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Title: Uric acid and left ventricular hypertrophy: another relationship in hemodialysis patients
Authors: Selim, G 
Stojceva-Taneva, O
Tozija, L
Zafirova Ivanovska, Beti 
Spasovski, G 
Gerasimovska, V 
Petronijevic, Z 
Trajcheska, Lada 
Dzekova-Vidimliski, P 
Gjorgjievski, N 
Pavleska-Kuzmanovska, S
Kabova, A
Georgievska-Ismail Lj 
Keywords: chronic hemodialysis
left ventricular hypertrophy
uric acid
Issue Date: 22-Dec-2019
Publisher: Oxford Academic
Journal: Clinical kidney journal
Abstract: Background The impact of serum uric acid (UA) on morbidity and mortality in hemodialysis (HD) patients is quite controversial in relation to the general population. The aim of this study was to evaluate the association of serum UA with both mortality and left ventricular hypertrophy (LVH) in HD patients. Methods This longitudinal study enrolled 225 prevalent HD patients who were classified into three groups according to their follow-up-averaged UA (FA-UA) levels: low FA-UA (FA-UA <400 µmol/L), intermediate/reference FA-UA (FA-UA between 400 and 450 µmol/L) and high FA-UA (FA-UA >450 µmol/L). Echocardiography was performed on a nondialysis day and the presence of LVH was defined based on a left ventricular mass index (LVMI) >131 and >100 g/m2 for men and women, respectively. The patients were followed during a 60-month period. Results The mean FA-UA level was 425 ± 59 µmol/L (range 294–620). There was a consistent association of higher FA-UA with better nutritional status (higher body mass index, normalized protein catabolic rate, creatinine, albumin and phosphorus), higher hemoglobin, but lower C-reactive protein and LVMI. During the 5-year follow-up, 81 patients died (36%) and the main causes of death were cardiovascular (CV) related (70%). When compared with the reference group, the hazard ratio for all-cause mortality was 1.75 [95% confidence interval (CI) 1.02–2.98; P = 0.041] in the low FA-UA group, but there was no significant association with the high FA-UA group. In contrast, FA-UA did not show an association with CV mortality neither with the lower nor with the high FA-UA group. The unadjusted odds ratio (OR) of LVH risk in the low FA-UA compared with the reference FA-UA group was 3.11 (95% CI 1.38–7.05; P = 0.006), and after adjustment for age, gender, diabetes and CV disease, ORs for LVH persisted significantly only in the low FA-UA group [OR 2.82 (95% CI 1.16–6.88,); P = 0.002]. Conclusions Low serum UA is a mortality risk factor and is associated with LVH in HD patients. These results are in contrast with the association of UA in the general population and should be the subject of further research.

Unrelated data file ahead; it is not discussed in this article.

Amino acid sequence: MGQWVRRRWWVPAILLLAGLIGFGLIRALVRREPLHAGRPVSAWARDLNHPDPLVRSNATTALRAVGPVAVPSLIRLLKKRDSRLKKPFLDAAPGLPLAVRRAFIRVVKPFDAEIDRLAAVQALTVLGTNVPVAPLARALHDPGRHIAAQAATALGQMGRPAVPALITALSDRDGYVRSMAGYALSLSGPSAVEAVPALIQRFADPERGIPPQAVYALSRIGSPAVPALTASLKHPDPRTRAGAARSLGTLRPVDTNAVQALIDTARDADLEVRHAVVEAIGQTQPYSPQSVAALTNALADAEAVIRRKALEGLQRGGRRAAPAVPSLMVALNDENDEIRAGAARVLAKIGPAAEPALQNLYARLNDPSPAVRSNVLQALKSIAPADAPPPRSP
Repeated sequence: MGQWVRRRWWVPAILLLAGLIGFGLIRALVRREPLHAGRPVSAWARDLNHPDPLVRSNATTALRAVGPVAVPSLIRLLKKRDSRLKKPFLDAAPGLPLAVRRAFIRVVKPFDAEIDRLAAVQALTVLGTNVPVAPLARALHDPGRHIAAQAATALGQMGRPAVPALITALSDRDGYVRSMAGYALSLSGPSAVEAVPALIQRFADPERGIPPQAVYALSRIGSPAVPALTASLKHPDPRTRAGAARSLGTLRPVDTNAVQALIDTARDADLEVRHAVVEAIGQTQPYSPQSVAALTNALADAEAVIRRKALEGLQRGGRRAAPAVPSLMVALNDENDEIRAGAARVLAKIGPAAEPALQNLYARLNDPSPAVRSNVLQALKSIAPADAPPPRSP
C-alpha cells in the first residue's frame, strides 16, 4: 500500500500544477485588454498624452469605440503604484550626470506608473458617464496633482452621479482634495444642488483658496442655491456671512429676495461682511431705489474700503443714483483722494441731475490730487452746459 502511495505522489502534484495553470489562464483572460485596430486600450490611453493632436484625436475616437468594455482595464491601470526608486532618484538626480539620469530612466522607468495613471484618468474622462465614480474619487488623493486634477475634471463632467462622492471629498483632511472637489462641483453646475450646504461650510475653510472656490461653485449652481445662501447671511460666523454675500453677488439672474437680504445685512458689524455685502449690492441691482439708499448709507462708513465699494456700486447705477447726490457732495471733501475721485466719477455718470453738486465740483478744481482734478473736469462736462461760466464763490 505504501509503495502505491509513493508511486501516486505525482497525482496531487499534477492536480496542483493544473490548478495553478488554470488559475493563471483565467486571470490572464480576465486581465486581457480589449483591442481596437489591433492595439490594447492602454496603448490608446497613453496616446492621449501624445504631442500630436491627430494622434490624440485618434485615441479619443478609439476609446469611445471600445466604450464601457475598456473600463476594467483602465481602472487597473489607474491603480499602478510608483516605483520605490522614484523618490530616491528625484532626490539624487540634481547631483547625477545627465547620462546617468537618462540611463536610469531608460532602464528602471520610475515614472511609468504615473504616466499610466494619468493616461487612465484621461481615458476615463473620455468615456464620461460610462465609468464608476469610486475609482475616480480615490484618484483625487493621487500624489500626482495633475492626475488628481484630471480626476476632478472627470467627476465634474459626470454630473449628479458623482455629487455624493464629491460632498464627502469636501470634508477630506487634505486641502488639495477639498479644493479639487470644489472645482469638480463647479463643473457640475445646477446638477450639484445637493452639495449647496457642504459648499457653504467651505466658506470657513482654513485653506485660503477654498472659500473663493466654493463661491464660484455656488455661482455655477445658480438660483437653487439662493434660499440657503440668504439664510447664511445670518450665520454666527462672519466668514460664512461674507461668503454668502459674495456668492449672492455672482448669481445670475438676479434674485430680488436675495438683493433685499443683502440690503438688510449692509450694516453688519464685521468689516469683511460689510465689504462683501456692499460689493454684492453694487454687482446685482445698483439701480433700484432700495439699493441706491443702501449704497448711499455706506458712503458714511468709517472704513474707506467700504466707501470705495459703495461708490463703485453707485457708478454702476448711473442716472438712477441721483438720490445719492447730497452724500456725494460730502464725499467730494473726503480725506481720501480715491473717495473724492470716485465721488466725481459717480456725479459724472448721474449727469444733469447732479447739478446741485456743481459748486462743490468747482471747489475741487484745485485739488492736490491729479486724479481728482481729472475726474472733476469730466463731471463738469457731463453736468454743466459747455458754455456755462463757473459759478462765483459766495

DOI: 10.1093/ckj/sfz172
Appears in Collections:Faculty of Medicine: Journal Articles

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